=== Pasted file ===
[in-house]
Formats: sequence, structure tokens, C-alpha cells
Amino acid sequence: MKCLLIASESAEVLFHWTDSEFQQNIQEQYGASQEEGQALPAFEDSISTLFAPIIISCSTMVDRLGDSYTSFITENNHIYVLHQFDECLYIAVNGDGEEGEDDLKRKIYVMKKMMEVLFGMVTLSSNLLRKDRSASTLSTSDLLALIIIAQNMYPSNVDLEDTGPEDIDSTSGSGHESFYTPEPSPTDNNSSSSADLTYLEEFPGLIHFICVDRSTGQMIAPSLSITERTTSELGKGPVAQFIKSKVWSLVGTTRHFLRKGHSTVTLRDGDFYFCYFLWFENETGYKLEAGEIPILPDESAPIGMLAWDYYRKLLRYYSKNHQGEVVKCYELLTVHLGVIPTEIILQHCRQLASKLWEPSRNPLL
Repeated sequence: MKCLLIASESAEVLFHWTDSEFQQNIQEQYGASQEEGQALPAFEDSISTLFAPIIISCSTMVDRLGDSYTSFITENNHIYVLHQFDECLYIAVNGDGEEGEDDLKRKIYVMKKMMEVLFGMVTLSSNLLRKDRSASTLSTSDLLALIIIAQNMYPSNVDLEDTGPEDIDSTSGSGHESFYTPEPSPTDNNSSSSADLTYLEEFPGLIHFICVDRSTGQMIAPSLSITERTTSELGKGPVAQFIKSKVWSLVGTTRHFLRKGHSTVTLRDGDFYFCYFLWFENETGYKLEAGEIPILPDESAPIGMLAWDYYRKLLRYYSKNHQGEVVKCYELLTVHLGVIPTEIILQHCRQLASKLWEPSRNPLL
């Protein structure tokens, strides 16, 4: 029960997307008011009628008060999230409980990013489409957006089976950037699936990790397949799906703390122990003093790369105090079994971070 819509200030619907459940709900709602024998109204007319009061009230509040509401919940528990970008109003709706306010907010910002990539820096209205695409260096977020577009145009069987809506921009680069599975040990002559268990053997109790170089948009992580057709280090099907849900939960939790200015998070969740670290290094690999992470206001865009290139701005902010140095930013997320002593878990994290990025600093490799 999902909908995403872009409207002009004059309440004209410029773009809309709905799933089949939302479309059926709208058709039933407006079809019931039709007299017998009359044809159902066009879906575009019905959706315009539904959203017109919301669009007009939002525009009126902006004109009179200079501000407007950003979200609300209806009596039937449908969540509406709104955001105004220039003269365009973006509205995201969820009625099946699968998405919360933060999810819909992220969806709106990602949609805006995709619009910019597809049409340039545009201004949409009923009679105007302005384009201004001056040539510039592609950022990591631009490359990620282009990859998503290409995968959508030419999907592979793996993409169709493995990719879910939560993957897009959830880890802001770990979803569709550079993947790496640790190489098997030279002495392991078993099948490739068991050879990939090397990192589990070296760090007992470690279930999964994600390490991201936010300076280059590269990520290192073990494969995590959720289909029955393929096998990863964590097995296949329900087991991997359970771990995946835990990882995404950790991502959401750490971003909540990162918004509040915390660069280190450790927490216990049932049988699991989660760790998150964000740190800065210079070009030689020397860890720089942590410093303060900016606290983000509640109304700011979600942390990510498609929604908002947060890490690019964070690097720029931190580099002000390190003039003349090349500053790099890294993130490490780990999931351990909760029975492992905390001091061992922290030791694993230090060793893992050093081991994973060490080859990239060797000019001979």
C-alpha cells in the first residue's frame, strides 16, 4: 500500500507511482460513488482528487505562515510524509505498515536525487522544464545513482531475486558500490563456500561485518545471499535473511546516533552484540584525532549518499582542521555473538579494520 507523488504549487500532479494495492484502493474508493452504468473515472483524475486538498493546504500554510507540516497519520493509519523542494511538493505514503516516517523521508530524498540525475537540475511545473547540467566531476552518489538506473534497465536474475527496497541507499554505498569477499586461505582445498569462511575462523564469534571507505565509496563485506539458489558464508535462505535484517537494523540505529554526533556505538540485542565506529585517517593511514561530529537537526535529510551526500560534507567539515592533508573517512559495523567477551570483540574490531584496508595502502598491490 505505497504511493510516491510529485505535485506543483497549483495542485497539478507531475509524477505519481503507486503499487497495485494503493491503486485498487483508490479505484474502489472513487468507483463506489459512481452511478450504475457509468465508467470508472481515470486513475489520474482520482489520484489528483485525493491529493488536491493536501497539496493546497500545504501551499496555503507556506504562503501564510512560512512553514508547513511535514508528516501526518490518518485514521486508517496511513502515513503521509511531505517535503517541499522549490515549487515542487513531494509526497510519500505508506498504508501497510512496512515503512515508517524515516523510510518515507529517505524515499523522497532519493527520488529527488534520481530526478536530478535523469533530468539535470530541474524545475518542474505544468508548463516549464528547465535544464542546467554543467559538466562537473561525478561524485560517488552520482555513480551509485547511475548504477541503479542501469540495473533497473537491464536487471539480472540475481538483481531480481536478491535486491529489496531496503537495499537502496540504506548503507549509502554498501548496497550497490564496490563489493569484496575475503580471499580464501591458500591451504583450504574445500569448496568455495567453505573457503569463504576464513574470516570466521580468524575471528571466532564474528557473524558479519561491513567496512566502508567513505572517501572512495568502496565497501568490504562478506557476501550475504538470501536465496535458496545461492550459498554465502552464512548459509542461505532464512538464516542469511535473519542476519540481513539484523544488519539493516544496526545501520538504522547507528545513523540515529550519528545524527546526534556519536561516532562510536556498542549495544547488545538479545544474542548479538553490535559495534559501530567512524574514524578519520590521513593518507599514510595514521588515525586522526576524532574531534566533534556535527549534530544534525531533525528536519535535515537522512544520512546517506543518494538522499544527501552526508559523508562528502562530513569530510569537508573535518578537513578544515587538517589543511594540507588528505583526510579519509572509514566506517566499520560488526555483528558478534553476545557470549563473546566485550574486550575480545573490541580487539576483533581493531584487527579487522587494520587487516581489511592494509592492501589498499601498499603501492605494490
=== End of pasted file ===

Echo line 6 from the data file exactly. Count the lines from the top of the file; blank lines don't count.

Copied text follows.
C-alpha cells in the first residue's frame, strides 16, 4: 500500500507511482460513488482528487505562515510524509505498515536525487522544464545513482531475486558500490563456500561485518545471499535473511546516533552484540584525532549518499582542521555473538579494520 507523488504549487500532479494495492484502493474508493452504468473515472483524475486538498493546504500554510507540516497519520493509519523542494511538493505514503516516517523521508530524498540525475537540475511545473547540467566531476552518489538506473534497465536474475527496497541507499554505498569477499586461505582445498569462511575462523564469534571507505565509496563485506539458489558464508535462505535484517537494523540505529554526533556505538540485542565506529585517517593511514561530529537537526535529510551526500560534507567539515592533508573517512559495523567477551570483540574490531584496508595502502598491490 505505497504511493510516491510529485505535485506543483497549483495542485497539478507531475509524477505519481503507486503499487497495485494503493491503486485498487483508490479505484474502489472513487468507483463506489459512481452511478450504475457509468465508467470508472481515470486513475489520474482520482489520484489528483485525493491529493488536491493536501497539496493546497500545504501551499496555503507556506504562503501564510512560512512553514508547513511535514508528516501526518490518518485514521486508517496511513502515513503521509511531505517535503517541499522549490515549487515542487513531494509526497510519500505508506498504508501497510512496512515503512515508517524515516523510510518515507529517505524515499523522497532519493527520488529527488534520481530526478536530478535523469533530468539535470530541474524545475518542474505544468508548463516549464528547465535544464542546467554543467559538466562537473561525478561524485560517488552520482555513480551509485547511475548504477541503479542501469540495473533497473537491464536487471539480472540475481538483481531480481536478491535486491529489496531496503537495499537502496540504506548503507549509502554498501548496497550497490564496490563489493569484496575475503580471499580464501591458500591451504583450504574445500569448496568455495567453505573457503569463504576464513574470516570466521580468524575471528571466532564474528557473524558479519561491513567496512566502508567513505572517501572512495568502496565497501568490504562478506557476501550475504538470501536465496535458496545461492550459498554465502552464512548459509542461505532464512538464516542469511535473519542476519540481513539484523544488519539493516544496526545501520538504522547507528545513523540515529550519528545524527546526534556519536561516532562510536556498542549495544547488545538479545544474542548479538553490535559495534559501530567512524574514524578519520590521513593518507599514510595514521588515525586522526576524532574531534566533534556535527549534530544534525531533525528536519535535515537522512544520512546517506543518494538522499544527501552526508559523508562528502562530513569530510569537508573535518578537513578544515587538517589543511594540507588528505583526510579519509572509514566506517566499520560488526555483528558478534553476545557470549563473546566485550574486550575480545573490541580487539576483533581493531584487527579487522587494520587487516581489511592494509592492501589498499601498499603501492605494490